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A luau is one of those vacation activities many families consider but sometimes hesitate to book. They can be expensive and can wind up feeling very touristy instead of authentic. Drums of the Pacific Luau is a fun exception, performing songs, chants and dances from Hawaii and neighboring Polynesian Islands. Entertaining visitors for nearly 40 years, the the blazing blades of the Samoan Fire Knife Dance are a highlight for most — something everyone in the family will be talking about long after the trip.
The three-course dinner, with the likes of kalua pork, huli huli chicken, and ahi poke, is plated and delivered to each table. Every party has their own table; tables are distanced six feet apart to maintain social distancing.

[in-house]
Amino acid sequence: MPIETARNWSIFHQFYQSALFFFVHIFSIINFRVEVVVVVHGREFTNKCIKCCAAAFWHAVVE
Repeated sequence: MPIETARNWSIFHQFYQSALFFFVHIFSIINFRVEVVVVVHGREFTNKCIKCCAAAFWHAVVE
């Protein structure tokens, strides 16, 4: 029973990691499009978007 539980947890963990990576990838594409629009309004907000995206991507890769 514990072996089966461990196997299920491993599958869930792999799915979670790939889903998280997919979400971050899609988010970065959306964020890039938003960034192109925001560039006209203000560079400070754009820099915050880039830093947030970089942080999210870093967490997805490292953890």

The luau takes place at the Hyatt Regency Maui Resort and Spa, which is walkable even for those staying at the opposite end of Ka’anapali Beach. For parents on the fence about booking a luau, the Hyatt Regency offers a “Luau From Your Lanai” experience where you can watch the performance from the lanai in your guestroom. Dinner, cocktails, traditional Hawaiian leis and an LED fire knife stick, are delivered via room service, making it a great option for parents with young children who might not make it through an entire performance.
When visiting Ka’anapali Beach, it’s fun and easy to simply stay put. That said, the resort’s location makes day trips scenic and straightforward. My teenage daughter got up with the sun one morning to head with me to Makena Landing for mermaid swim lessons with Hawaii Mermaid Adventures. As expected, she was a natural once fitted with her shiny tail.